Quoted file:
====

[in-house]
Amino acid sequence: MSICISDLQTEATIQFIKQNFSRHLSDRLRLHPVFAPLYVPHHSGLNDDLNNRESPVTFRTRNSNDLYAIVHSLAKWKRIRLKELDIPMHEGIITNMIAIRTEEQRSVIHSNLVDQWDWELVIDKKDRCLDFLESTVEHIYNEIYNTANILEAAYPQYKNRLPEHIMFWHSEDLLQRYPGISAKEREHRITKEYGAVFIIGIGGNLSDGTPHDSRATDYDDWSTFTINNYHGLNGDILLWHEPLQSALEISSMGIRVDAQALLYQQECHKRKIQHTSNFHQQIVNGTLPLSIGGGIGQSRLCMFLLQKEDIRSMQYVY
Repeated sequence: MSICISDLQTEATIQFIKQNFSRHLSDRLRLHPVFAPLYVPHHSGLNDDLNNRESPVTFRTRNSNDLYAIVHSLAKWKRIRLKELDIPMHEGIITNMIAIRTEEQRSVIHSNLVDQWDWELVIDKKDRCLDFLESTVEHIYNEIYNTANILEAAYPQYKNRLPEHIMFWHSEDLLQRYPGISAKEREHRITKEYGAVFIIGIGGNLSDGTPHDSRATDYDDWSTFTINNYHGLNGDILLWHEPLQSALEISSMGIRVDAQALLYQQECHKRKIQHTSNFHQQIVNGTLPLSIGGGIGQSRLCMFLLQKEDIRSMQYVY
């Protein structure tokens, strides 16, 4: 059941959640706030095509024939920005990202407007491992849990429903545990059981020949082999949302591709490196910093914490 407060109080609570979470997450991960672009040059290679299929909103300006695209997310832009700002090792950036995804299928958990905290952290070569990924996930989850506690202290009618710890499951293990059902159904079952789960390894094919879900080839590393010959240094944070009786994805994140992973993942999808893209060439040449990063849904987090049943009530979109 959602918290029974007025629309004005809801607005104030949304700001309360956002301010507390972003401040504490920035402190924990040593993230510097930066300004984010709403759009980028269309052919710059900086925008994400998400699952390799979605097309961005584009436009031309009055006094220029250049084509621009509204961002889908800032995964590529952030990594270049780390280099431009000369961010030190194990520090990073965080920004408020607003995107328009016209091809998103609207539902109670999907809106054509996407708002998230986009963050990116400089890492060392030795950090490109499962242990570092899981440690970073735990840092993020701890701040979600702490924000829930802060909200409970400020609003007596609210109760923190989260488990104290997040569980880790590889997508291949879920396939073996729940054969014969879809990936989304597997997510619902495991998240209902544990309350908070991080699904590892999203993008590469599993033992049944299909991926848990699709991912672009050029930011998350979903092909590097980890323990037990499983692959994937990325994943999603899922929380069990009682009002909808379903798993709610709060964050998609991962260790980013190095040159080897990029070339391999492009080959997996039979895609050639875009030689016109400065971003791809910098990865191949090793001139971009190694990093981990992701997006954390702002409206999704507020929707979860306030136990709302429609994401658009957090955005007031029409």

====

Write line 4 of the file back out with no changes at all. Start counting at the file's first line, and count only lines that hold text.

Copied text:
């Protein structure tokens, strides 16, 4: 059941959640706030095509024939920005990202407007491992849990429903545990059981020949082999949302591709490196910093914490 407060109080609570979470997450991960672009040059290679299929909103300006695209997310832009700002090792950036995804299928958990905290952290070569990924996930989850506690202290009618710890499951293990059902159904079952789960390894094919879900080839590393010959240094944070009786994805994140992973993942999808893209060439040449990063849904987090049943009530979109 959602918290029974007025629309004005809801607005104030949304700001309360956002301010507390972003401040504490920035402190924990040593993230510097930066300004984010709403759009980028269309052919710059900086925008994400998400699952390799979605097309961005584009436009031309009055006094220029250049084509621009509204961002889908800032995964590529952030990594270049780390280099431009000369961010030190194990520090990073965080920004408020607003995107328009016209091809998103609207539902109670999907809106054509996407708002998230986009963050990116400089890492060392030795950090490109499962242990570092899981440690970073735990840092993020701890701040979600702490924000829930802060909200409970400020609003007596609210109760923190989260488990104290997040569980880790590889997508291949879920396939073996729940054969014969879809990936989304597997997510619902495991998240209902544990309350908070991080699904590892999203993008590469599993033992049944299909991926848990699709991912672009050029930011998350979903092909590097980890323990037990499983692959994937990325994943999603899922929380069990009682009002909808379903798993709610709060964050998609991962260790980013190095040159080897990029070339391999492009080959997996039979895609050639875009030689016109400065971003791809910098990865191949090793001139971009190694990093981990992701997006954390702002409206999704507020929707979860306030136990709302429609994401658009957090955005007031029409």